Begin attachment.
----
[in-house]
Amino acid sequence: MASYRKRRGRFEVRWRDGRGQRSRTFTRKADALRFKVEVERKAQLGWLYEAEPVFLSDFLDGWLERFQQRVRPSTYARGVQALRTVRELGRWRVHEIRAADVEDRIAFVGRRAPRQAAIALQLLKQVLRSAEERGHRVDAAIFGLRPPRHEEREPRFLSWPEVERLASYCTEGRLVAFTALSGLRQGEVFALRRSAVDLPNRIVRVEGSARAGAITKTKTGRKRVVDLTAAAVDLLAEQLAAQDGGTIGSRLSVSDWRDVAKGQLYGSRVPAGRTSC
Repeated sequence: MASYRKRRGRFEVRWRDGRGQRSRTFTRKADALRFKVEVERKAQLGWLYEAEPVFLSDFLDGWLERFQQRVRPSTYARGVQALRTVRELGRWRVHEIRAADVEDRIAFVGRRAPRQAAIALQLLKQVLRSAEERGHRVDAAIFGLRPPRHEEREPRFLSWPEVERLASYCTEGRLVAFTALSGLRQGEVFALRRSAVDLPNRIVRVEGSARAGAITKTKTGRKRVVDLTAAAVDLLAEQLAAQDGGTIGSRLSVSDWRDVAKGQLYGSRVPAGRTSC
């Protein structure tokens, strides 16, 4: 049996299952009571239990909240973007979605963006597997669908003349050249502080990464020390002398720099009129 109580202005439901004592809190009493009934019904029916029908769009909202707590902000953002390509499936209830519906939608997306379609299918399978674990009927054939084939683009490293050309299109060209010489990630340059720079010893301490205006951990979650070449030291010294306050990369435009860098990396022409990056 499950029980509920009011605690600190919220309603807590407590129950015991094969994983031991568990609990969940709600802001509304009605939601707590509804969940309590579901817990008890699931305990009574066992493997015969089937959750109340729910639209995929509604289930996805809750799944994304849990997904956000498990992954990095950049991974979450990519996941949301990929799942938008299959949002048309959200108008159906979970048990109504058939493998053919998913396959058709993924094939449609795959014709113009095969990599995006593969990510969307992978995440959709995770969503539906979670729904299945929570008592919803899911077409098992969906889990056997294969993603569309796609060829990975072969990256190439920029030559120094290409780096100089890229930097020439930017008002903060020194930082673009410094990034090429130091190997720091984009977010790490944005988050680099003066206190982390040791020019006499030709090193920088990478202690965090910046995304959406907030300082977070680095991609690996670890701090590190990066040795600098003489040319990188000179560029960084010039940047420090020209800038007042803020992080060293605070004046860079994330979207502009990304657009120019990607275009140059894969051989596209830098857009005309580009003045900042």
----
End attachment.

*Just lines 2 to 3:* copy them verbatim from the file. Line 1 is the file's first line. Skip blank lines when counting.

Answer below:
Amino acid sequence: MASYRKRRGRFEVRWRDGRGQRSRTFTRKADALRFKVEVERKAQLGWLYEAEPVFLSDFLDGWLERFQQRVRPSTYARGVQALRTVRELGRWRVHEIRAADVEDRIAFVGRRAPRQAAIALQLLKQVLRSAEERGHRVDAAIFGLRPPRHEEREPRFLSWPEVERLASYCTEGRLVAFTALSGLRQGEVFALRRSAVDLPNRIVRVEGSARAGAITKTKTGRKRVVDLTAAAVDLLAEQLAAQDGGTIGSRLSVSDWRDVAKGQLYGSRVPAGRTSC
Repeated sequence: MASYRKRRGRFEVRWRDGRGQRSRTFTRKADALRFKVEVERKAQLGWLYEAEPVFLSDFLDGWLERFQQRVRPSTYARGVQALRTVRELGRWRVHEIRAADVEDRIAFVGRRAPRQAAIALQLLKQVLRSAEERGHRVDAAIFGLRPPRHEEREPRFLSWPEVERLASYCTEGRLVAFTALSGLRQGEVFALRRSAVDLPNRIVRVEGSARAGAITKTKTGRKRVVDLTAAAVDLLAEQLAAQDGGTIGSRLSVSDWRDVAKGQLYGSRVPAGRTSC